Allan Bevere

Author's details

Name: Allan Bevere
Date registered: March 3, 2012

Latest posts

  1. Allan R. Bevere: Seven Habits of Lazy Leaders: — July 24, 2014
  2. Allan R. Bevere: Easter: Something New from What Has Already Been Done — July 23, 2014
  3. Allan R. Bevere: No Shirt, No Shoes, NO PANTS, No Service: The Problem with Arguments from Silence — July 23, 2014
  4. Allan R. Bevere: Liberals, Conservatives, and Progressives, Oh My! #3: A Third Way — July 22, 2014
  5. Allan R. Bevere: Extraordinary Kingdom, Ordinary Stories: A Lectionary Reflection on Matthew 13:31-33, 44-52 — July 21, 2014

Most commented posts

  1. Allan R. Bevere: Online Communion and Disembodied Gnosticism — 3 comments
  2. Allan R. Bevere: Yes, It Is Unavoidable… in the Head and in the Cafe — 2 comments
  3. Allan R. Bevere: A Last Supper with Helpings of Betrayal and Denial — 1 comment
  4. Allan R. Bevere: You Don’t Get Strung Up on a Cross for Running Around Telling Everyone to Love One Other — 1 comment
  5. Allan R. Bevere: It’s Four Years Later– Will It Be the Same Old Thing? — 1 comment

Author's posts listings

Jul 24 2014

Allan R. Bevere: Seven Habits of Lazy Leaders:

Original post at

Ron Edmonson is spot on!:
1. Assuming the answer without asking hard questions.

2. Not delegating.

3. Giving up after the first try.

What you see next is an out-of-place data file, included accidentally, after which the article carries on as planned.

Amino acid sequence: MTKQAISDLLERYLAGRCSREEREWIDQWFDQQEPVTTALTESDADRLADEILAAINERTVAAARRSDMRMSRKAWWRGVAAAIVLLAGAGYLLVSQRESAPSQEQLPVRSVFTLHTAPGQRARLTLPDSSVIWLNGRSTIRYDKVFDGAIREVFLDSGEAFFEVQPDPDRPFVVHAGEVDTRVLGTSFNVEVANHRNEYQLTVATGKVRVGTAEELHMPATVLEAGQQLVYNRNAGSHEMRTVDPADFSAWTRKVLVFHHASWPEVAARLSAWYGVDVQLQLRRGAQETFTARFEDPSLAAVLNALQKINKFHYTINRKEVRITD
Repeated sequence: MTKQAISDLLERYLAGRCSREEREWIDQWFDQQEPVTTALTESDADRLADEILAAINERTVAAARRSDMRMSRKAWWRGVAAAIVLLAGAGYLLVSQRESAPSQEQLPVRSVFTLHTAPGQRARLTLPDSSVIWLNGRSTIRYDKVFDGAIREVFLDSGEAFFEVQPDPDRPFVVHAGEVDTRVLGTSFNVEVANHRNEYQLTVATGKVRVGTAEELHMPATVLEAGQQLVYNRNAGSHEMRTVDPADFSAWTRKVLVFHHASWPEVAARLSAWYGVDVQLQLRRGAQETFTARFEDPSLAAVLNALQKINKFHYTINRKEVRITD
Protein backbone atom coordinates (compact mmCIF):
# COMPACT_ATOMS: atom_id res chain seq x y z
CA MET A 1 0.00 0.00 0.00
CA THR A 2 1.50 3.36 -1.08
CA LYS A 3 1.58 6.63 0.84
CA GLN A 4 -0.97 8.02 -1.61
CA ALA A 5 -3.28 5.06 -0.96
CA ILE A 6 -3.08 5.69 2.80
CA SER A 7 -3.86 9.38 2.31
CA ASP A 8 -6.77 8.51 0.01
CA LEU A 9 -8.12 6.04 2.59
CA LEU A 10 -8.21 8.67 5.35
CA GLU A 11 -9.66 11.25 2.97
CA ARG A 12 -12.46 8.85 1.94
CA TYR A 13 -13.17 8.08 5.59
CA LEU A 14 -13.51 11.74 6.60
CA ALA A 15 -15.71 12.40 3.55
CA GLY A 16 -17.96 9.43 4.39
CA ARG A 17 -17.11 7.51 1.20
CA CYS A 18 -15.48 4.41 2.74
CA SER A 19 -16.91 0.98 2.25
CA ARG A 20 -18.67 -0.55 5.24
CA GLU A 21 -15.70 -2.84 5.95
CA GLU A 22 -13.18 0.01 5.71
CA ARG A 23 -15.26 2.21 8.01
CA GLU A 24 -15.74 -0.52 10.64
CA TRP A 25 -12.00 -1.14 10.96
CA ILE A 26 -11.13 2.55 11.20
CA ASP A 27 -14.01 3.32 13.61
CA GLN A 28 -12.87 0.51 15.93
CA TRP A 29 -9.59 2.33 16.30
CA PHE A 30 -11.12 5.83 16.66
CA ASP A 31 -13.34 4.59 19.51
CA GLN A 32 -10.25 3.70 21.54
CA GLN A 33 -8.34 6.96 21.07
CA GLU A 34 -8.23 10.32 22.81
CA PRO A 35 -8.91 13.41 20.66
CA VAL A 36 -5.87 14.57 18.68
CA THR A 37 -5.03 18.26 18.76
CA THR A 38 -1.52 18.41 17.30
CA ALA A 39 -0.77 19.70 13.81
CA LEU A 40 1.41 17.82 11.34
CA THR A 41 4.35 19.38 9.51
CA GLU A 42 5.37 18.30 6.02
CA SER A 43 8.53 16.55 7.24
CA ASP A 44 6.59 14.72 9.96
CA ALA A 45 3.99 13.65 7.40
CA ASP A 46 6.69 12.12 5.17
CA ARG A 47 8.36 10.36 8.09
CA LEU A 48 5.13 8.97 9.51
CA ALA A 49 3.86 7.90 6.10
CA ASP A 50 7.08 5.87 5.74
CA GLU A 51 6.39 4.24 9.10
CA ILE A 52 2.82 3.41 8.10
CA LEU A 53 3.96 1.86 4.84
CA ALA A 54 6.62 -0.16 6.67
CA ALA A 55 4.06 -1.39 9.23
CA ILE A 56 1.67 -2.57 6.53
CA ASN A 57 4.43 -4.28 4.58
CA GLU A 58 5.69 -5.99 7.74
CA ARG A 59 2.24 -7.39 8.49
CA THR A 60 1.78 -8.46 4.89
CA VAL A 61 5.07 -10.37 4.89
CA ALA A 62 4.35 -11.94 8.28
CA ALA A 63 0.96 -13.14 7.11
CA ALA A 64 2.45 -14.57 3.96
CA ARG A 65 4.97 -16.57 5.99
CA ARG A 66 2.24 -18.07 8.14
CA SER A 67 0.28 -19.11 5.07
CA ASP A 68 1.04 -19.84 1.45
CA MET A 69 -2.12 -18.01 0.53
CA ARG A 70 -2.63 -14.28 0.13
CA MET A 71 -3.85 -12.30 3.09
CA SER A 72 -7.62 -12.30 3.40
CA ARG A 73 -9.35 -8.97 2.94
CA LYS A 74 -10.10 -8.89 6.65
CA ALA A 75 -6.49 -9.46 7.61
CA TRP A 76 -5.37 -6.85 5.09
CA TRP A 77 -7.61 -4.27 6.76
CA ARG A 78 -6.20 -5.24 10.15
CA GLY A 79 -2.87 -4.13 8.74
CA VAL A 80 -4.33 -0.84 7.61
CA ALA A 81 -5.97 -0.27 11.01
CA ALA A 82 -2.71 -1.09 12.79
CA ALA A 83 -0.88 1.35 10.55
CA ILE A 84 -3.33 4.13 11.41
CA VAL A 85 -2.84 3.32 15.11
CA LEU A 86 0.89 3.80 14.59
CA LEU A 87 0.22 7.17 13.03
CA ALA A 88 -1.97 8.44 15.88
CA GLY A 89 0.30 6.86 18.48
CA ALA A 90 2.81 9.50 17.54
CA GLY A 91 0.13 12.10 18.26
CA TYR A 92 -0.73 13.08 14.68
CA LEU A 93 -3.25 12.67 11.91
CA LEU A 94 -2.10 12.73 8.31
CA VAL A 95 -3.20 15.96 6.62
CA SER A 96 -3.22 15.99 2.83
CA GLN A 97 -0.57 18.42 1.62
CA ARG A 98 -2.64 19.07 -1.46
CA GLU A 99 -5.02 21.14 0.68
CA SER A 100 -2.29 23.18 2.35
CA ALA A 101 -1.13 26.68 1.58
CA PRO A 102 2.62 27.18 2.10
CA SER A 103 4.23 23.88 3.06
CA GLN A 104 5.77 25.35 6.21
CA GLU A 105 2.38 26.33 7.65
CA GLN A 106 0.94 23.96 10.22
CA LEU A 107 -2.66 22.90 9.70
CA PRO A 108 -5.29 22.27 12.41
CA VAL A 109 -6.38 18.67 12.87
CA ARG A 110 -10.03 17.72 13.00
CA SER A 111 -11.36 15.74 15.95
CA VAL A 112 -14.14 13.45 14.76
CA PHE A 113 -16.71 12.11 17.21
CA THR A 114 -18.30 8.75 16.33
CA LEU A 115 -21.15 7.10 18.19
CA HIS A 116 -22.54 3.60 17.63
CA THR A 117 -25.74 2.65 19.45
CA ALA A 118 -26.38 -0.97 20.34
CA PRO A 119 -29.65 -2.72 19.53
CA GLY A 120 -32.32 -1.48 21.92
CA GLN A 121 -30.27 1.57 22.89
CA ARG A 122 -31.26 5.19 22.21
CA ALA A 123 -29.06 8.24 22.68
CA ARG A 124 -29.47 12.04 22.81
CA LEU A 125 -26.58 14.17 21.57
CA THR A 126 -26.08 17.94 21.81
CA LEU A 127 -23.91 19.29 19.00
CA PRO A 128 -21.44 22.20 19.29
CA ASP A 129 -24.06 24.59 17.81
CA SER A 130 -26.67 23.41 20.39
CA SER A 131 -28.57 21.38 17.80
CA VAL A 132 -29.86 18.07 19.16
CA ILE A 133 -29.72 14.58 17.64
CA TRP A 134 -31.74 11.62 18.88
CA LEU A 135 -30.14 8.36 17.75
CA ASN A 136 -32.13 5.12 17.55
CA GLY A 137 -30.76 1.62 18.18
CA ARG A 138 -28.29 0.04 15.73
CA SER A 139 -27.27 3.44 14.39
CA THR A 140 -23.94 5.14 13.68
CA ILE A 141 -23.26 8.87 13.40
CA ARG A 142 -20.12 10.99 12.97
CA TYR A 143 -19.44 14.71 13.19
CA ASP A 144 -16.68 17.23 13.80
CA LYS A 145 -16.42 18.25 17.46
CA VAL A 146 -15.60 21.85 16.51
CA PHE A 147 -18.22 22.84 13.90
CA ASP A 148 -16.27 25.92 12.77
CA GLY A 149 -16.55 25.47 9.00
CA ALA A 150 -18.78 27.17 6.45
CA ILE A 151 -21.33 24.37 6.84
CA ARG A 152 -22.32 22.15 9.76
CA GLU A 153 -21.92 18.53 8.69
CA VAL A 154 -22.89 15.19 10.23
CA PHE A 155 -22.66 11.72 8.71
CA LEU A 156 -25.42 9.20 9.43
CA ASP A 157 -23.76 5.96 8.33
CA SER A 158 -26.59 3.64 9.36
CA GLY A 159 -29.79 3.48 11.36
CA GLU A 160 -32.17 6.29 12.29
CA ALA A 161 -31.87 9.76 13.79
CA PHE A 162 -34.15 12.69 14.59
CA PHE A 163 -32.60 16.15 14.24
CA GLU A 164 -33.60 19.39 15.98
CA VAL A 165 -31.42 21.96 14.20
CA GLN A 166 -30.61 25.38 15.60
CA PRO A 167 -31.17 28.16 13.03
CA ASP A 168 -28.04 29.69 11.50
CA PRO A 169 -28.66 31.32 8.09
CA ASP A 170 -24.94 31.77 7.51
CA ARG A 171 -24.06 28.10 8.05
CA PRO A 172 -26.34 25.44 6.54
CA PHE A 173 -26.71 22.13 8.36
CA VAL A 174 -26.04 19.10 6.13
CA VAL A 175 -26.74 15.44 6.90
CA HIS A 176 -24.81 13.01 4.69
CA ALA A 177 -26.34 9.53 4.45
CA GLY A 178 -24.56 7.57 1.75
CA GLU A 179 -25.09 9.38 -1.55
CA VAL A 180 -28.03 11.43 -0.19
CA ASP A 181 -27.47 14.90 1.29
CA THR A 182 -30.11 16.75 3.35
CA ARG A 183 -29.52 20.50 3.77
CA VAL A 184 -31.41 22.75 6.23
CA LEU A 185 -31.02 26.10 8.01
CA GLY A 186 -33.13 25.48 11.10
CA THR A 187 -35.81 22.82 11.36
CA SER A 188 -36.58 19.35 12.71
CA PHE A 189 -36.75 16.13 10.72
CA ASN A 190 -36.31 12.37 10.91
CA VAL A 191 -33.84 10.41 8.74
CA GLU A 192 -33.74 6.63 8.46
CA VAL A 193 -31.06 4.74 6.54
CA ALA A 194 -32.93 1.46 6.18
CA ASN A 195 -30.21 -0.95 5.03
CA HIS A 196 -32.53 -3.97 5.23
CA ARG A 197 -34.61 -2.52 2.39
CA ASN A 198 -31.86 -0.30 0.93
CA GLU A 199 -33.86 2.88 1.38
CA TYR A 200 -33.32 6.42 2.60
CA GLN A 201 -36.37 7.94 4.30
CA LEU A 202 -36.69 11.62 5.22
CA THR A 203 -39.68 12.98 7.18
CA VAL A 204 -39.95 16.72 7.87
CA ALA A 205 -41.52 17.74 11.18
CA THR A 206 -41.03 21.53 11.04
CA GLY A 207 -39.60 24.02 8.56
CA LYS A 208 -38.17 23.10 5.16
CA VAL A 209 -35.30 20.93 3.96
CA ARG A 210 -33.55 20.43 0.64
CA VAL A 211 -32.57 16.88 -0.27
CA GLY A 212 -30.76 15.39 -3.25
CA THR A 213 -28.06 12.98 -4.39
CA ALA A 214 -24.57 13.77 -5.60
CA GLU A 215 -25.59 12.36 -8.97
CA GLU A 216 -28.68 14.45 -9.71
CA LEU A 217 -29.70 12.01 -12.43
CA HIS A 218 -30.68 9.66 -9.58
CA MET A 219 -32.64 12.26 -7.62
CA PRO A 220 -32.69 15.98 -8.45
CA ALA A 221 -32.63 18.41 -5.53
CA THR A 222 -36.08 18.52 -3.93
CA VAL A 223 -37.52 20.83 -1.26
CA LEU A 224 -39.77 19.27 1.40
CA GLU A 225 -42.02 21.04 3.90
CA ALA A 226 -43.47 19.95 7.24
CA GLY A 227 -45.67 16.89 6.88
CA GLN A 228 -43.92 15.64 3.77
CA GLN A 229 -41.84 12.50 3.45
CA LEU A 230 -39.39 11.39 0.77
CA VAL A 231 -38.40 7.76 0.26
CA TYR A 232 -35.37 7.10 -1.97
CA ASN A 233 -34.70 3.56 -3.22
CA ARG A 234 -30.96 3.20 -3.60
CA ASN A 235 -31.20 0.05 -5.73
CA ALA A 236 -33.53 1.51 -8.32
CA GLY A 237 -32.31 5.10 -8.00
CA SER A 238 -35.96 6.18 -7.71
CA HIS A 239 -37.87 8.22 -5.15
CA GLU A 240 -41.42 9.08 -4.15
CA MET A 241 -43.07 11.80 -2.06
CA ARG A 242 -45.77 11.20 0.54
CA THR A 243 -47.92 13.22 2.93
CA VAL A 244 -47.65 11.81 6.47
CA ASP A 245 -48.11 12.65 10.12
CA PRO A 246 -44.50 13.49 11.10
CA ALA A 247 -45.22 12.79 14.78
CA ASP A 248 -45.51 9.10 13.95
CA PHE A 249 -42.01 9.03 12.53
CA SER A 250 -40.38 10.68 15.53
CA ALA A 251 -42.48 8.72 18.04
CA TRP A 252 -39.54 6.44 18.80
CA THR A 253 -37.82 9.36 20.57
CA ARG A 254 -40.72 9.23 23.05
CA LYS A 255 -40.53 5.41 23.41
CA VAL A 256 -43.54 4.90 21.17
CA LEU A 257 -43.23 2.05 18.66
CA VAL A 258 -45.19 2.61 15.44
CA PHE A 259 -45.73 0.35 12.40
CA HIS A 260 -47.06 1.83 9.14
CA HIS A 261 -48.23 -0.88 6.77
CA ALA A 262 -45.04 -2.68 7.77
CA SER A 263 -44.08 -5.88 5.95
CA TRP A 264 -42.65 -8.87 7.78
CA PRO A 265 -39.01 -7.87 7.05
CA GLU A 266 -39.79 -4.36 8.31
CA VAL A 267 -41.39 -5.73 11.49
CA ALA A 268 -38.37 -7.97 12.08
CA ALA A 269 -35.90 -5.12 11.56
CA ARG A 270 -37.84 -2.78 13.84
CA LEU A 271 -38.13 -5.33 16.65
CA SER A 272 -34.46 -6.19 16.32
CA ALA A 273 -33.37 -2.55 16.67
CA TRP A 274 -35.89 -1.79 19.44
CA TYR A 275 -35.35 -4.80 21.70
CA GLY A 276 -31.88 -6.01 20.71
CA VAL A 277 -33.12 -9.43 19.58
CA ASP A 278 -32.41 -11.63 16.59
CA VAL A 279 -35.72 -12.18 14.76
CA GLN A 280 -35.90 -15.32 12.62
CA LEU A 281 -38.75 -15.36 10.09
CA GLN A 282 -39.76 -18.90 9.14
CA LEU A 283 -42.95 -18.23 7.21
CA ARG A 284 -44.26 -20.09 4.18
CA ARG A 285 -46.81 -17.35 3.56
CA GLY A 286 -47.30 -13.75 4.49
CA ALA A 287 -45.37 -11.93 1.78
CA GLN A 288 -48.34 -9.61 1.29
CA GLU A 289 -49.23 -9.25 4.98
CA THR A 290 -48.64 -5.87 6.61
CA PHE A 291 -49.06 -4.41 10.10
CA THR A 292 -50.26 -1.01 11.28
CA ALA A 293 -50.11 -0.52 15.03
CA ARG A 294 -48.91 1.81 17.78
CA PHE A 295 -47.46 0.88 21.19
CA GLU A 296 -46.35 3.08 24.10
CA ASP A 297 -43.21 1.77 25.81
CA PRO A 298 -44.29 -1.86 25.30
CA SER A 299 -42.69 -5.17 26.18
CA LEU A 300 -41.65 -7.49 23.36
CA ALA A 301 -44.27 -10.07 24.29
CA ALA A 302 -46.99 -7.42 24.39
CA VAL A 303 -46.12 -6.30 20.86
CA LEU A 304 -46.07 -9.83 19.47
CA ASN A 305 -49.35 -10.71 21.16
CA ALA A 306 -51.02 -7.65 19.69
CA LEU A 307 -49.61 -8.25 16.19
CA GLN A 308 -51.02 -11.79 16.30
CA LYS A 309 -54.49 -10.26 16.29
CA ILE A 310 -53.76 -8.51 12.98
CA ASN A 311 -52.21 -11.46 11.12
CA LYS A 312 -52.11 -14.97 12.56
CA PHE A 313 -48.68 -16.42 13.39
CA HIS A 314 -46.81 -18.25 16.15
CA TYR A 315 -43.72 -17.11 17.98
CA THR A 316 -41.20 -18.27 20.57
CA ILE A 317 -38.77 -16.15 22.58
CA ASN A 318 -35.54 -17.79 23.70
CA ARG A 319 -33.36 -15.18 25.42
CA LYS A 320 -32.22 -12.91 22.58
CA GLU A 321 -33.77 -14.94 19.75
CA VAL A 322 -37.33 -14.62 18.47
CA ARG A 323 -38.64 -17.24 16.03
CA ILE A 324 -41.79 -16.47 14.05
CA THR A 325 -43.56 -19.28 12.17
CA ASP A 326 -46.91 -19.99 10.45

4. Not investing in younger leaders.

5. Settling for mediocre performance.

6. Not explaining why.

7. Avoiding conflict.
Ron fills in the details of each one at Ministry Matters. Check it out here.

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Jul 23 2014

Allan R. Bevere: Easter: Something New from What Has Already Been Done

Original post at

from the Biologos blog:
Will the universe have an Easter of its own? Will the present world be transformed someday into a new heaven and earth, in which the lamb will lie down with the lion and there will be no more death? This is the very thought with which Ted Peters concludes his essay: "The primary reason for defending the concept of creatio ex nihilo in concert with creatio continua is that the primordial experience of God doing something new leads us in this direction. The Hebrew prophets promised that God would do something new in Israel. The New Testament promises us that God will yet do something new for the cosmos on the model of what God has already done for Jesus on Easter, namely, establish a new creation."

To see what this has to do with cosmology, read on…

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Jul 23 2014

Allan R. Bevere: No Shirt, No Shoes, NO PANTS, No Service: The Problem with Arguments from Silence

Original post at

Carol and I walked into a restaurant the other night. On the door was a sign that all of us typically see at public establishments: "No shirt, no shoes, no service." I jokingly said to my wife, "So, I suppose it's OK to come here without pants." My family has learned over the years to ignore my strange sense of humor.